I’m sure there are colleagues who would appreciate someone outside friends/family and not in their work peer group to open up to. Loads of resources, classes and workshops we could do – things like CBT, mindfulness techniques, coaching for difficult conversations and talking about feelings, emotional resilience, health and wellness, listening groups. We could pool our resources for fundraising for selected mental health charities – link it into the Colleague Wellbeing Strategy or the co-op’s existing work to combat social isolation and loneliness! We could keep the conversation going year round – not just once a year!

    • Hi Holly. There isn’t specific group set up at the moment but as I told Tony who commented before, a colleague from Co-op Digital set up a group – find out more here https://digitalblog.coop.co.uk/2017/05/08/our-mental-health-meet-ups-and-why-they-matter/. I could put you in touch with Tony who’s interested in doing something similar. Also Steve Murrells talked a lot about colleague wellbeing in his Stronger Co-op, Stronger Communities five-year plan so you’ll be hearing much more about how Co-op are going to help colleagues. Thanks ^Rachel

    • Holly, some fantastic ideas there, I’m keen to set something up, or (as I’m quite lazy) join an existing group at Co-op. If we set something up would you be able to get involved?

      • Hi Tony & Holly,
        I’m a Diversity & Inclusion Pioneer for the Group Support function. We are currently looking at things we can do in relation to supporting colleagues Mental Health, we are working with Paul & his team and are looking into how we can link up with the other D&I teams across the wider business to get the best impact & support colleagues in the best way. We are looking at resources that are available at the moment, e-learning and lots more. It would be great to have a catch up with you both and introduce you to Andrew & Rachel who are working with me on this in our D&I team. I’m on emilie.fellingham@coopdigital.co.uk – pop me over an email and we can arrange a meet up or call.

  9. I’ve had a long period working from home due to illness. I’m back in the office now but whilst I was at home I felt very isolated. The support and understanding from my boss and colleagues was invaluable. I think because I was able to be open and honest about my feelings and worries it made it easier for them to know how best to help.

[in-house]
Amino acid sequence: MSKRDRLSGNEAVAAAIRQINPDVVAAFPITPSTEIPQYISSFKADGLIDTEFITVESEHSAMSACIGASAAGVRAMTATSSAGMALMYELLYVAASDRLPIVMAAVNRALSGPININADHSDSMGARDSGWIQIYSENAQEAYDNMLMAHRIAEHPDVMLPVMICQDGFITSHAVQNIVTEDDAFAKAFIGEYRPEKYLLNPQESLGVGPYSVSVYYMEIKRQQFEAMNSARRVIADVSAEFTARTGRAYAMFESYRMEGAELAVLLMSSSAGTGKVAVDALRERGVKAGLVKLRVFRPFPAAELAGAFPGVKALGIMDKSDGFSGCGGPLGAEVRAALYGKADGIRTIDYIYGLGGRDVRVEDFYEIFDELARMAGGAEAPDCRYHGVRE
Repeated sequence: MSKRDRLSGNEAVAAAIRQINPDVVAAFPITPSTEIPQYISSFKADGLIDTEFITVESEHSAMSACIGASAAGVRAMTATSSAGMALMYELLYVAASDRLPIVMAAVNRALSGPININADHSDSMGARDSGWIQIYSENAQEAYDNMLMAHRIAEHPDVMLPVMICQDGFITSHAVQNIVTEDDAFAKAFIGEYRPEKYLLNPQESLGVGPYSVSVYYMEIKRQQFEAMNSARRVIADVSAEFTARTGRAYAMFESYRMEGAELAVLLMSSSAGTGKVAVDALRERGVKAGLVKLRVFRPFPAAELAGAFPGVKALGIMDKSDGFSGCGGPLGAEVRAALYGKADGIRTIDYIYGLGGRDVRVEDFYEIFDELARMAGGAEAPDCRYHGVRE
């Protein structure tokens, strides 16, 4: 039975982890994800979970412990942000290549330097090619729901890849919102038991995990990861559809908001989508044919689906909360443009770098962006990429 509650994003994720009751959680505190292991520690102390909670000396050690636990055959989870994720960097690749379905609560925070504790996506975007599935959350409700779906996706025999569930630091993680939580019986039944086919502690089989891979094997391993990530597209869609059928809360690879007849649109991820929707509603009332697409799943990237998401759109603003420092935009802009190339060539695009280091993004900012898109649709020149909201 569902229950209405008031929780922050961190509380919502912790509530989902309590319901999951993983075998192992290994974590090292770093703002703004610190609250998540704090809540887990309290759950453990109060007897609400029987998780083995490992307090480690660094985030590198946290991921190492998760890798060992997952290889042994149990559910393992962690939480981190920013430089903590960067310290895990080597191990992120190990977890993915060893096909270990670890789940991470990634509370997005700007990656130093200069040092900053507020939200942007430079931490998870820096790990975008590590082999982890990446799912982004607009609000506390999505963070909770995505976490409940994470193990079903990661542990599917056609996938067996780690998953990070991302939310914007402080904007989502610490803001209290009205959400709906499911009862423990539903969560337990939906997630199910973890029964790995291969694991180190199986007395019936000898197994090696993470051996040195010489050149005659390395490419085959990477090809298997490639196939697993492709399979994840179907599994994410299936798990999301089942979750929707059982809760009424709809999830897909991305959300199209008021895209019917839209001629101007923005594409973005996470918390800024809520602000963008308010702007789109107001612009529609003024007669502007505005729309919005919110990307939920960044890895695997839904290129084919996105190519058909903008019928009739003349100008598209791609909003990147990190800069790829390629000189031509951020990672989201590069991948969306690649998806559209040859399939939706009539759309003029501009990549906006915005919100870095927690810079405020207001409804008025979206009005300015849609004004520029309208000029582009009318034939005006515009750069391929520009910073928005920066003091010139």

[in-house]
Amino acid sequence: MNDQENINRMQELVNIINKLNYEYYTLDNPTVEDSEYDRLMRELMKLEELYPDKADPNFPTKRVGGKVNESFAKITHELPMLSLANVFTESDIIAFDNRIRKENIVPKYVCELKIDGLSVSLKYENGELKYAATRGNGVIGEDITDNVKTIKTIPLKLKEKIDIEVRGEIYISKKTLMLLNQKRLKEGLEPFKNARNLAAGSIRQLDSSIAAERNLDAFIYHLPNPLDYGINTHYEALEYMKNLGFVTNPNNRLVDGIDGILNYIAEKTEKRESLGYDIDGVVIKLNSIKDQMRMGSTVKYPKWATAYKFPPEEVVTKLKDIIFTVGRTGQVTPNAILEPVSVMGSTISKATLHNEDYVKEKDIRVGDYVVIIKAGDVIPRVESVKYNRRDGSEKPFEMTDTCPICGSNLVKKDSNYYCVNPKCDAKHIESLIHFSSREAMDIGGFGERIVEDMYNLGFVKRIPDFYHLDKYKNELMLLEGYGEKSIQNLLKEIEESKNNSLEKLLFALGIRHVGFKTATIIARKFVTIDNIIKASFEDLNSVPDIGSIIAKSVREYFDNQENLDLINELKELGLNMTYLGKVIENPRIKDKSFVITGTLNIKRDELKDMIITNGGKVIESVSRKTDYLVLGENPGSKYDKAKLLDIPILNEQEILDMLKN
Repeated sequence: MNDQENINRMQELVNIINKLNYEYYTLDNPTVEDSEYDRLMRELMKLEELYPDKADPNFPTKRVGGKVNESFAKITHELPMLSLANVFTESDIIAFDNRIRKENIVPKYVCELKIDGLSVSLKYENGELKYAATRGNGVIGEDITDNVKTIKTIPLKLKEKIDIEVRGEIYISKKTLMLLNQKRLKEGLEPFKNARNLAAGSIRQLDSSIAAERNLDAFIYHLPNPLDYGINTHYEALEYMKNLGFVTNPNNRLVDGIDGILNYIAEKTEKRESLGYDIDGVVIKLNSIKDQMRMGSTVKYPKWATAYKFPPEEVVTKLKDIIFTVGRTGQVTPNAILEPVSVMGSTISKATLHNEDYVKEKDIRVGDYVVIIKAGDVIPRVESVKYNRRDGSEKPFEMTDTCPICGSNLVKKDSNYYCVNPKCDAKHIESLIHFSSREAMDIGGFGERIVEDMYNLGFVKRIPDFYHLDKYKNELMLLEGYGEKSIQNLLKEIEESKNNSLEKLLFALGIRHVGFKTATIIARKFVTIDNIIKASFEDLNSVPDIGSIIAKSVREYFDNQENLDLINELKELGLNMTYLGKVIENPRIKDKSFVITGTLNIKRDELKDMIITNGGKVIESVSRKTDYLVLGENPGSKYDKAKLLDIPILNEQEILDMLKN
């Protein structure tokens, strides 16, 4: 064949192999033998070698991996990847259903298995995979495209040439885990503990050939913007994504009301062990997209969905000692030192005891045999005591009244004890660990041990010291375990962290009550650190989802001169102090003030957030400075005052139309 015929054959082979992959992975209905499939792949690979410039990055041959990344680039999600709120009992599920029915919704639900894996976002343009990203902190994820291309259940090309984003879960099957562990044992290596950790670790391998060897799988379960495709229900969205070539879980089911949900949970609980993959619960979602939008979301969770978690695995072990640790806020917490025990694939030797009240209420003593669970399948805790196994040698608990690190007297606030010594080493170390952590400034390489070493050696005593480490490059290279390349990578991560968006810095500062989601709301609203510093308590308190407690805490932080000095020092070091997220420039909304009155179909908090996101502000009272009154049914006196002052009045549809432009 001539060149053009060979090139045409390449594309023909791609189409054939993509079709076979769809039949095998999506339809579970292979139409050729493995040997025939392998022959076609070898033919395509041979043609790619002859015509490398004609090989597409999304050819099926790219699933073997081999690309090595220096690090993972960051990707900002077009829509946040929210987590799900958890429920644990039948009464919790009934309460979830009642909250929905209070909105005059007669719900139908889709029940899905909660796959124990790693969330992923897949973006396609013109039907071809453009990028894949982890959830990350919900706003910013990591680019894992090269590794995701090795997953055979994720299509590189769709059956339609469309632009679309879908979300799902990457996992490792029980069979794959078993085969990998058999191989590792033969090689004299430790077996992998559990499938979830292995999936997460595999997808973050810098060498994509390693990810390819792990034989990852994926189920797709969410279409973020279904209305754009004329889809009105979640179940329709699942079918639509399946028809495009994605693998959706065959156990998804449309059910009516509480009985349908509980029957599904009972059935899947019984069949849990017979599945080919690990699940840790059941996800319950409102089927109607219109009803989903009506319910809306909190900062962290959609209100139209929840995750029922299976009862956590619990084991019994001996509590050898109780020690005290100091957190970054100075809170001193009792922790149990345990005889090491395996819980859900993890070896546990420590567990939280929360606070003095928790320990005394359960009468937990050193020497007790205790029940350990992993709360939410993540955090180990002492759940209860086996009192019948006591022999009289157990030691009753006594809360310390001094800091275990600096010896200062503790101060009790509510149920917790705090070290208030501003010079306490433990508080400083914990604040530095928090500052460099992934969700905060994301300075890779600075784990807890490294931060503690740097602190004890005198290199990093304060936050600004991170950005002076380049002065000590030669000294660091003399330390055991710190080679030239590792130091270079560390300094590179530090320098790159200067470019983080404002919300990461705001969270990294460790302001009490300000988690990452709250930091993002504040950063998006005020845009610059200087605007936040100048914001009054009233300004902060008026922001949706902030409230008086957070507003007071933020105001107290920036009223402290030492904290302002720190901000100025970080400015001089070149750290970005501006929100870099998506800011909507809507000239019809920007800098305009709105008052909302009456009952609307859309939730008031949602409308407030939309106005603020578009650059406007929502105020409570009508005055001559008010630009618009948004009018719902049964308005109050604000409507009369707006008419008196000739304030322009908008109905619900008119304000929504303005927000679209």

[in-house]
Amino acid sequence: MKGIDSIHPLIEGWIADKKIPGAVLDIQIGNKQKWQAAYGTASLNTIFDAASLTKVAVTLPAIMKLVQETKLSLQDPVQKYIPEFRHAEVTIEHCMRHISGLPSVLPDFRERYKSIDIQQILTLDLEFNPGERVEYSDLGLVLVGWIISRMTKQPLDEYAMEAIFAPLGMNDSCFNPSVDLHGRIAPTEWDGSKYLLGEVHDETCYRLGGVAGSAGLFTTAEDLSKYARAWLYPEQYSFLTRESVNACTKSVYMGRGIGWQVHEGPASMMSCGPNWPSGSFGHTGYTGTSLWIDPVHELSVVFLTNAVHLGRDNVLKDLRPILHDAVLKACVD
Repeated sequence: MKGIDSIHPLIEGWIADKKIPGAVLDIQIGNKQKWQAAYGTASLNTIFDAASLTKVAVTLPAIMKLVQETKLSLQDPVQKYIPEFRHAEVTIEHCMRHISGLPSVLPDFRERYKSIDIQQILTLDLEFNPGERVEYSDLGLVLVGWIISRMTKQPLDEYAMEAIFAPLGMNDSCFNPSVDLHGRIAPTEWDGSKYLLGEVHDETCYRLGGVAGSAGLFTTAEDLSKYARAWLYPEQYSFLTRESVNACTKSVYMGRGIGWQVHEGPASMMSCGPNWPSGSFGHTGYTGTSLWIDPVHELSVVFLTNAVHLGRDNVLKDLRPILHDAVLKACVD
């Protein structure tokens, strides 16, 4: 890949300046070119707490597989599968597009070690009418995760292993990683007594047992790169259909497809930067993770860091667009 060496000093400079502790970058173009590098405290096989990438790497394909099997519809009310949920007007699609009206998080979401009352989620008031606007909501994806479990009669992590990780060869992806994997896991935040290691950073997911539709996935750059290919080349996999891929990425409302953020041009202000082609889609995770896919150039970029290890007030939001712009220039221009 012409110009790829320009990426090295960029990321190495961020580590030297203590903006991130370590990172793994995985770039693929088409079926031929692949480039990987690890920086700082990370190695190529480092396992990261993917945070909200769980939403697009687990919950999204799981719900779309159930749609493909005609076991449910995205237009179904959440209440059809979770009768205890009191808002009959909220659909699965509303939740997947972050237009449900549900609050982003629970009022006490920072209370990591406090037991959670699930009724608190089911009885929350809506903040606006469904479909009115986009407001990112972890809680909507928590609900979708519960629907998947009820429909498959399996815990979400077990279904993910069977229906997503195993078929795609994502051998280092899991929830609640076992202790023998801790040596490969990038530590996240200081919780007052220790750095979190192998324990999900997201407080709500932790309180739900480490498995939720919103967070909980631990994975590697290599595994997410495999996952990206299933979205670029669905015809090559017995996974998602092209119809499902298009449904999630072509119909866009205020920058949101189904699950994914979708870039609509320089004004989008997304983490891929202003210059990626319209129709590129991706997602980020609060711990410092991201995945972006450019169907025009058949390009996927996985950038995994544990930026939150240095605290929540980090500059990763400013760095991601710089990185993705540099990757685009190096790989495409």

10. Is there a Co-op support group for colleagues with mental health illnesses and their families? If not, how do we go about setting one up?

  11. Why is such and important article less prominent on our intranet than our slot on Corrie?

  12. Is there a website or email for Employee Assistance Programme, the old one validium had a website. Why is it always a phone number to ring. This makes it really hard for the some people.

    • Hi Introvert,

      There is a website and app which will go-live later this month so watch this space. We took the decision to go-live with the helpline first as this is most utilised.

      Bear with us and watch for news on the Lifeworks app.

      Thanks
      Paul

      • Thanks.
        I suffer from anxiety and one of my main problems is phone anxiety. Even though I have to use one for my job.
        I will keep a look out for them when there go live.

        • I have the same thing! Didn’t realise that others suffered with phone anxiety too. For me it’s not so much the actual conversation, but the lead up to making the call or seeing/hearing the phone ring. Such a horrible feeling. So pleased to hear that it’s not just me. I just googled it for the first time and there are quite a few things on it out there, with suggestions to help overcome the anxiety. Thanks for sharing Introvert and for helping me feel less alone.:)

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Colleague support